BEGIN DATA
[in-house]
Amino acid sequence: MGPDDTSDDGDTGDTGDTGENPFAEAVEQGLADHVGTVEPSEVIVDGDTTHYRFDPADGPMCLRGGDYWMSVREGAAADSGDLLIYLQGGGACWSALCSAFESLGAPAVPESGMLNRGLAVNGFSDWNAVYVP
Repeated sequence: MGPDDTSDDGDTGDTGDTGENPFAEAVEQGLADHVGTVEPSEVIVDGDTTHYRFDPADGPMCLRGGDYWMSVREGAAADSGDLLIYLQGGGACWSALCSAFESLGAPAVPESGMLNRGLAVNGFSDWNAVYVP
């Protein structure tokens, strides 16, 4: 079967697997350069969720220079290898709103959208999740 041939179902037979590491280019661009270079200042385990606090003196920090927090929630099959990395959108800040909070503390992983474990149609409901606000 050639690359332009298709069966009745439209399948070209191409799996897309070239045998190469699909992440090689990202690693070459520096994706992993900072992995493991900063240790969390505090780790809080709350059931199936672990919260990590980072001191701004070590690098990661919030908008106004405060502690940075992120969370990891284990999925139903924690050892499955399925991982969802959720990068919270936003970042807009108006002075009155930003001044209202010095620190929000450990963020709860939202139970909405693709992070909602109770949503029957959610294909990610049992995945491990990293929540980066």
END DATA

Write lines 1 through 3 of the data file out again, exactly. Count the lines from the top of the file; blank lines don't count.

[in-house]
Amino acid sequence: MGPDDTSDDGDTGDTGDTGENPFAEAVEQGLADHVGTVEPSEVIVDGDTTHYRFDPADGPMCLRGGDYWMSVREGAAADSGDLLIYLQGGGACWSALCSAFESLGAPAVPESGMLNRGLAVNGFSDWNAVYVP
Repeated sequence: MGPDDTSDDGDTGDTGDTGENPFAEAVEQGLADHVGTVEPSEVIVDGDTTHYRFDPADGPMCLRGGDYWMSVREGAAADSGDLLIYLQGGGACWSALCSAFESLGAPAVPESGMLNRGLAVNGFSDWNAVYVP